The clouds methought would open and show riches
Ready to drop upon me, and when I waked,
I cried to dream again ...
The tastes were intense, tastes to vie with those that lead to the worship of coffee mugs. They were nuanced. They moved. They embodied the hills they grew on, the towns where they were fired. "Oh," I thought; "'Delicate' is not a euphemism for 'watery'? 'Subtle' is not code for 'Ignore this if you are drawn to power and clarity'?"
All this was a little hard to describe right there in the mall Friday. That stuff they were giving us had little to do with taste or tradition. It was not the best example of tea. That was a warm, interesting variation on its neighbor; there is a place and time for macadamia nut and coconut in a cup of something warm, but that isn't what makes coffee exiles light up and quit whining. The color-coordinated teaware sets a peaceful and exotic mood; the shelves of labels are delightful to behold. Yes, of course you're right -- they are selling a trend. And if that particular outfit doesn't sell better tea (gyokuro not dusty black, oolong not boring, Ceylon that differs from Assam), then -- well, whatever. You're right, but while you were scoffing at a fad, and me, I was not just being defensive. I was upset with the place because the hype is so far out in front of what they are selling, not because the tea is indifferent. Selling mood over substance can be misleading, not just hype; sell average or poor X in a nice, pricey cup from a specialty X shop, and buyers think that’s the last word in X. Witness your witty but cruel taunts in the car all the way home.
For a basic introduction (no, I am not mailing you boxes of anything, not after Friday), try 3 Cups, the specialty wine/coffee/tea shop here in Chapel Hill; they define themselves by careful selection, hand crafting, sustainable growth, family tradition. You can buy a cup of coffee. If you try tea there instead of buying some to take home, beware the coffee-saturated air; do not laugh at me about this until you re-live that argument you pitched last month about bacon indoors v. bacon outdoors. Do collect every little circular they have with the word “tea” on it. They are still working on their tea selection, but the written information they put out for their customers is as good a “This is Tea” as I could wish to find. It is written in coffee and wine language. To the North Carolina customer interested in authenticity and quality, they say:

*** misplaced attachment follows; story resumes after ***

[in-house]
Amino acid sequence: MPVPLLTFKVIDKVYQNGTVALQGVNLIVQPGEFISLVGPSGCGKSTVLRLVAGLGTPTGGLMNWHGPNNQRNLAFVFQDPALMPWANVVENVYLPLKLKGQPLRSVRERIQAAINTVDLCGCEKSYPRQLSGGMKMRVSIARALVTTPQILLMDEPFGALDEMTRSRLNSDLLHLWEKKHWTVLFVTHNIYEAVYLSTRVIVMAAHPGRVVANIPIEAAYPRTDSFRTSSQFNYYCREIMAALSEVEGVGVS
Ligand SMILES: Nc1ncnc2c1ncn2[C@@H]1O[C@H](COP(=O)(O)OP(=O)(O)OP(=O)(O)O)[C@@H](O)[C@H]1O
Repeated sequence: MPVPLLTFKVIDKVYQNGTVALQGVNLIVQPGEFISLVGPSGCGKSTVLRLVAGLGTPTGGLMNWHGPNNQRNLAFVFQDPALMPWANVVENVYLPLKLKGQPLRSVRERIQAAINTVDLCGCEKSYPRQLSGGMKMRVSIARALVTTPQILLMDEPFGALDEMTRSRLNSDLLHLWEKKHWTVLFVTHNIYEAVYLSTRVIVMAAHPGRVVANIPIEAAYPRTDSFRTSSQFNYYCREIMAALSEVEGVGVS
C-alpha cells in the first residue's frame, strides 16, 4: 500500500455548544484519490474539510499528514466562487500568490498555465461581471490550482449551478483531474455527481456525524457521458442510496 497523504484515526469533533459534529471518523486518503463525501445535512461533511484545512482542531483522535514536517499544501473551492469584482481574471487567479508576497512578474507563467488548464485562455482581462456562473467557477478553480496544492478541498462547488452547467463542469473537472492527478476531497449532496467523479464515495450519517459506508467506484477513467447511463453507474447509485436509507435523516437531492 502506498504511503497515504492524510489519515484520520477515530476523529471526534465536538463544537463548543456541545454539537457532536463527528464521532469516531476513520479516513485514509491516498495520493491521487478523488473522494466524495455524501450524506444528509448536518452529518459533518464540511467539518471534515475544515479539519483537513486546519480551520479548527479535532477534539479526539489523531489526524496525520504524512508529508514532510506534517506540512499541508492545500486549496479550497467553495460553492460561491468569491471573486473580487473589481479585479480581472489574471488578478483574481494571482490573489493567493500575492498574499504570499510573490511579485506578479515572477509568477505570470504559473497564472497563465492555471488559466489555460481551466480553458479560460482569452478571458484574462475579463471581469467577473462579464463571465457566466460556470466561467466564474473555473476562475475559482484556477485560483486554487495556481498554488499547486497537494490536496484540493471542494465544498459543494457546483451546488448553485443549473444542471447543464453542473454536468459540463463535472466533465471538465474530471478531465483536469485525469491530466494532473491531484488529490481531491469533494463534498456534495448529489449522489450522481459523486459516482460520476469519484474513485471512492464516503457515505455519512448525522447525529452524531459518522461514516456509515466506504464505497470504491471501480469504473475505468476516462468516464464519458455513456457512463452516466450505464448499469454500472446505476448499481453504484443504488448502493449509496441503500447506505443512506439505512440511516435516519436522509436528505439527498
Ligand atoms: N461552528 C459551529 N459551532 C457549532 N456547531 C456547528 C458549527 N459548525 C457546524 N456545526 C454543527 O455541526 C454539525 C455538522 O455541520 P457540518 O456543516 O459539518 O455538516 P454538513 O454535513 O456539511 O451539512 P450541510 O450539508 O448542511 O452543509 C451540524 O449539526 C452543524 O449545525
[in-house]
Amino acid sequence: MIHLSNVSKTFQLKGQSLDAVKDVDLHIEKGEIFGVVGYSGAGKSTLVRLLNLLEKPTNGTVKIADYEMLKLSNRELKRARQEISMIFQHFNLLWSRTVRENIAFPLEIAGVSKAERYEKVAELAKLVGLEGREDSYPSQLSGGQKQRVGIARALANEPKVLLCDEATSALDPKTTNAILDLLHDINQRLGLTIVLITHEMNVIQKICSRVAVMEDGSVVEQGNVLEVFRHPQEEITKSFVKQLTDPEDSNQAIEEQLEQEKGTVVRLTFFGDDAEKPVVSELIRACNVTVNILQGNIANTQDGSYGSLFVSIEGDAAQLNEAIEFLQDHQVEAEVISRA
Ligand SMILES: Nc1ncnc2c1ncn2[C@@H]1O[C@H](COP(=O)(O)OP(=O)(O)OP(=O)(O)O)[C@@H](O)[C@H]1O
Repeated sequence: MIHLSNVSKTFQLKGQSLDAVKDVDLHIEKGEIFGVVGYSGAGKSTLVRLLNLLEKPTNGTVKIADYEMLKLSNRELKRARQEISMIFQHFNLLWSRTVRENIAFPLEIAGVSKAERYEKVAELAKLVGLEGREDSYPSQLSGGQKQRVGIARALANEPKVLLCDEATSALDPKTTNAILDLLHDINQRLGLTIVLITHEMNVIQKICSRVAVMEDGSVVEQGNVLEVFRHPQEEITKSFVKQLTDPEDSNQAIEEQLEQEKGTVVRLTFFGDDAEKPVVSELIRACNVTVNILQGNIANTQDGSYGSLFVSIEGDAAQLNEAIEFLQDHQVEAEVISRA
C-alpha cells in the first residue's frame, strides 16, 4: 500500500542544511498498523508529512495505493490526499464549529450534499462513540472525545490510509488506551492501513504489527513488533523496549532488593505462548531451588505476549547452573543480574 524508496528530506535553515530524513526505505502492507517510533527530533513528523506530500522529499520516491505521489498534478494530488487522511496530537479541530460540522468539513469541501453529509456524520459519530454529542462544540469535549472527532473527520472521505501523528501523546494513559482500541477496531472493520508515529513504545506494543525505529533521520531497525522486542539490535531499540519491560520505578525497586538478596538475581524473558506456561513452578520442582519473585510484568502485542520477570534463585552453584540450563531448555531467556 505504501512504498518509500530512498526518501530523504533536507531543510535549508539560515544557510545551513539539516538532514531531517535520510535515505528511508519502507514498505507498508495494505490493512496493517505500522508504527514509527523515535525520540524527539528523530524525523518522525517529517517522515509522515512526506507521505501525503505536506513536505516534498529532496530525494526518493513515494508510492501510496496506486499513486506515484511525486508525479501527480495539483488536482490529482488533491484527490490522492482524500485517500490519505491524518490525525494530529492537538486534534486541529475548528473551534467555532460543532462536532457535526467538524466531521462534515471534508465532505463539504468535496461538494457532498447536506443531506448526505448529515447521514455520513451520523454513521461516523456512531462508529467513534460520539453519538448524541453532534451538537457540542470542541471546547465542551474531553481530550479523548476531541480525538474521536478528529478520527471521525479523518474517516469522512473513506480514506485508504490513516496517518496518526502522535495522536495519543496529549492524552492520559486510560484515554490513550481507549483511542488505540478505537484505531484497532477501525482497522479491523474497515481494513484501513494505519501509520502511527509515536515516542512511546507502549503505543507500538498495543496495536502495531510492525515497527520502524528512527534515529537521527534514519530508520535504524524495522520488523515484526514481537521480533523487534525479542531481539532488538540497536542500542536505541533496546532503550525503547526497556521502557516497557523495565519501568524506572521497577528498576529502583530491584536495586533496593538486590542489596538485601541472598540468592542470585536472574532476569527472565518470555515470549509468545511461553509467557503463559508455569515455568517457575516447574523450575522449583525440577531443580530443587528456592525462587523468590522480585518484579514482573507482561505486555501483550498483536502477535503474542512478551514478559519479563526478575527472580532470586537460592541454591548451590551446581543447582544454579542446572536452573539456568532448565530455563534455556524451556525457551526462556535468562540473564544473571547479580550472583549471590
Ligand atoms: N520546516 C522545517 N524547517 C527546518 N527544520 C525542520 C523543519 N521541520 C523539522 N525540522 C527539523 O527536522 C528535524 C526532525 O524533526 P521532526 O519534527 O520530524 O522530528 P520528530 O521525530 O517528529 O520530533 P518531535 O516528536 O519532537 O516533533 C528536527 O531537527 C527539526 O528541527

“Water -- Because of its milder and more subtle flavors the quality of the water you choose for tea is far more important than it is for coffee. Traditionally spring water ...”
“All teas start out green. And in the Chinese and Japanese traditions ... To make green teas, you steam the leaf right after plucking ... While their flavor range is vast, they are always subtle and delicate.”
“A good teapot is a beautiful thing. It allows the tea leaves to fully expand but also makes it easy to remove them, all the while keeping your tea nice and hot. The best all-around is ...”
“Use 2 to 2.5 grams of tea for each 6 ounces of pot capacity ... A minute less yields a milder tea with, possibly, more delicate aromatics; a minute longer yields a gutsier cup with more bite and persistence, especially useful for black tea with milk. Experiment!”
“Oolongs ... vary from nearly green to reddish brown, with a hundred recognized microtones in between ... Flavors range from floral and citrusy to peach-like and woodsy. These are the rosés of tea ...”